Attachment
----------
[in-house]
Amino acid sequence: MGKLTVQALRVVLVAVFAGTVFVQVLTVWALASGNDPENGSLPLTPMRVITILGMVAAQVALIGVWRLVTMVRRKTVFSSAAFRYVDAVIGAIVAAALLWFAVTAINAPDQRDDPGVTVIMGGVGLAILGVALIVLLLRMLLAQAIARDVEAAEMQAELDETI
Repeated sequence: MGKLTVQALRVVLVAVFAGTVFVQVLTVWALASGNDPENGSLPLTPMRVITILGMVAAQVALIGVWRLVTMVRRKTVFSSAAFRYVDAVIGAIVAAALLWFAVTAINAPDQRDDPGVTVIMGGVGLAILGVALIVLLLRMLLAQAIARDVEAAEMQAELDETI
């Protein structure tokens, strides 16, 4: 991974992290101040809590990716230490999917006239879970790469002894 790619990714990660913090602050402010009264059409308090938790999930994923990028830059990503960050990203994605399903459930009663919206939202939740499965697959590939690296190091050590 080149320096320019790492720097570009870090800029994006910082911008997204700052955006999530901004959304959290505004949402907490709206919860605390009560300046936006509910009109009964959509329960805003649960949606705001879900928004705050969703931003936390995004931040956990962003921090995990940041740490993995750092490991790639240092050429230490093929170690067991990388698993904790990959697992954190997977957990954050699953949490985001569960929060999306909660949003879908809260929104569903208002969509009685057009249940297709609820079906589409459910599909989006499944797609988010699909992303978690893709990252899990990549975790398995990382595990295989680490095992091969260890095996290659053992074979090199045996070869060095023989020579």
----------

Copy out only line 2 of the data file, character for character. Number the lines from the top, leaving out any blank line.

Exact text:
Amino acid sequence: MGKLTVQALRVVLVAVFAGTVFVQVLTVWALASGNDPENGSLPLTPMRVITILGMVAAQVALIGVWRLVTMVRRKTVFSSAAFRYVDAVIGAIVAAALLWFAVTAINAPDQRDDPGVTVIMGGVGLAILGVALIVLLLRMLLAQAIARDVEAAEMQAELDETI